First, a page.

This film’s Batman is not Bruce Wayne, rather he is Kirk Langstrom, who was infected with a man-bat serum in an effort to cure his lymphoma — it succeeds, but turned him into a vampire, albeit a super-powered one. Wonder Woman, meanwhile, is not Diana from Themyscira, but Bekka from New Genesis/Apocalypse (of Jack Kirby’s “New Gods”), the last survivor of a betrayal that wiped out her family.
After the prologue on Krypton, the film jumps ahead many years to introduce us to this Justice League in action. It’s clear that this is a much darker team than our familiar characters, and that all three of these super-heroes are more than willing to kill. A tense situation exists in which the Justice League cooperates with the President (Amanda Waller in this reality) and the military/police, but that neither side much trusts the other. Very early on in the film, Superman muses about the potential benefits of their taking over the world.
In previous DC Animated adventures we have seen “our” Justice League battle evil versions of themselves: the Justice Lords. These were versions of Clark, Bruce, and Diana (Superman, Batman, and Wonder Woman) who one … [continued]
This video is amazing. It’s a nine minute mash-up of clips from lots of great movies to create the notion that there is one bar in which a lot of famous movie characters meet up. Check it out, it is great (despite the mis-spelling in the opening title):
So, what the heck is going on over at Marvel Studios? There’s a lot happening behind the scenes that is starting to get reported. Some of it is exciting, some of it very worrying. The major event is the move of Marvel Studios, run by Kevin Feige, out from under the control of CEO Ike Perlmutter and over to the direct control of Disney (who bought all of Marvel a while back). There have been many reports over the years of Ike Perlmutter’s tight purse-strings — limiting budgets for the Marvel films and leading to tough negotiations over salaries with the films’ stars — and his vindictiveness — directing Marvel’s publishing and merchandising arms to de-emphasize the Fantastic Four and the X-Men, because the rights to those film series are owned by Fox. Although that has been continually denied by Marvel, the last year has seen the FF comic book –which has been published since 1962 — cancelled, and the removal of FF and X-Men characters from t-shirts and other merchandise (posters, toys, etc.). Kevin Feige has been praised by many as the key driving creative force behind the success of Marvel Studios’ films, and so the idea of his having more creative control on his own, away from the supervision of Mr. Perlmutter, and perhaps larger budgets for his films, is very exciting. On the other hand, I think the characterization of Perlmutter as a crazy billionaire is overly simplistic and denies his large role in Marvel’s reinvigoration as a publisher this past decade, and the creation and successes of Marvel Studios in the first place. I’m also mystified by the way the Marvel Creative Committee seems to be being blamed for various Marvel Studios problems, as described in this weird piece by Devin Faraci at Birth.Movies.Death.com. I love Mr. Faraci’s work (and later in this post I will link to some wonderful articles on his site, one of my very favorite web-sites), but his article about the Creative Committee doesn’t make much sense to me. The Creative Committee is a small group of people from Marvel’s publishing arm: Joe Quesada (an artist who rose to the position of Marvel Editor-in-Chief in the aughts and who is one of the major reasons why Marvel was … [continued]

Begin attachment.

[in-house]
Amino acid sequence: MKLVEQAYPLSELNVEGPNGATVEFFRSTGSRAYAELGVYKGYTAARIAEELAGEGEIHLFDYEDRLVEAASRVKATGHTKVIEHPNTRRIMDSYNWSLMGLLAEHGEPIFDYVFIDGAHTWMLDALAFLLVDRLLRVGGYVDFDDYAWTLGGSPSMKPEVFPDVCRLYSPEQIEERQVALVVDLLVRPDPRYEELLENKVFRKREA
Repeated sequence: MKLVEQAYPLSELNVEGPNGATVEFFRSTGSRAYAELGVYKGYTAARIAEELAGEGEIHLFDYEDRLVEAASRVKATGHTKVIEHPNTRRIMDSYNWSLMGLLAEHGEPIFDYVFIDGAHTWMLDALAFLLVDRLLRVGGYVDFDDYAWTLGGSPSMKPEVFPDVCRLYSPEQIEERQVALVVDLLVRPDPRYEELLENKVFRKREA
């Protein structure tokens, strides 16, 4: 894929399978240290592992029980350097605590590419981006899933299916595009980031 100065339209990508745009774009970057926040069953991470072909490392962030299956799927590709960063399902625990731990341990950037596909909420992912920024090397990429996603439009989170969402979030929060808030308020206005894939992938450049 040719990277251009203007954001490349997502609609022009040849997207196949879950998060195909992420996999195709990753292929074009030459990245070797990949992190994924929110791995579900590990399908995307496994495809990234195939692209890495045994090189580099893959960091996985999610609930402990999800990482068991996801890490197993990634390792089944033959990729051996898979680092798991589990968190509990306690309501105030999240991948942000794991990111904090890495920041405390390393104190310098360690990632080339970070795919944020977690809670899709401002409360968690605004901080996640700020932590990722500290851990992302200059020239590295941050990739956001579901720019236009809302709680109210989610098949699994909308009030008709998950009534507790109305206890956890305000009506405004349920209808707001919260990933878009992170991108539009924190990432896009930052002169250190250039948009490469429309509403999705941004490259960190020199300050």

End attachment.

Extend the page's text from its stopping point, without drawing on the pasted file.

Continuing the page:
This trailer for SPECTRE is pretty great:
I am tremendously excited for the reintroduction of S.P.E.C.T.R.E. and Blofeld to the Bond films — for the first time in four decades!! — and I really hope they don’t blow it. This new trailer looks large-scale, and I am thrilled that this story looks to be combining threads from the first two Daniel Craig films, and the organization that was named as QUANTUM in the second film, with the mythology of SPECTRE. Casting Christoph Waltz as Blofeld is genius. The two things that worry me about the trailer is the re-appearance of the done-to-death idea of Bond going rogue from MI6, and all the hinting that Blofeld is somehow tied to Bond’s past. I hate this oh-so-common trend in movies that the hero and the villain must be intimately connected. The Joker didn’t shoot Bruce Wayne’s parents and I am not excited by the idea that Blofeld and Bond have some long shared history. Well, I will hold my concern in check to see what the filmmakers have come up with. Anyways, this trailer is slickly made and has me very excited to see this film.
The entire Back to the Future trilogy is being re-released back into theatres??? I am there!! (Click here for my review of Back to the Future’s 25th anniversary screening on the big screen…)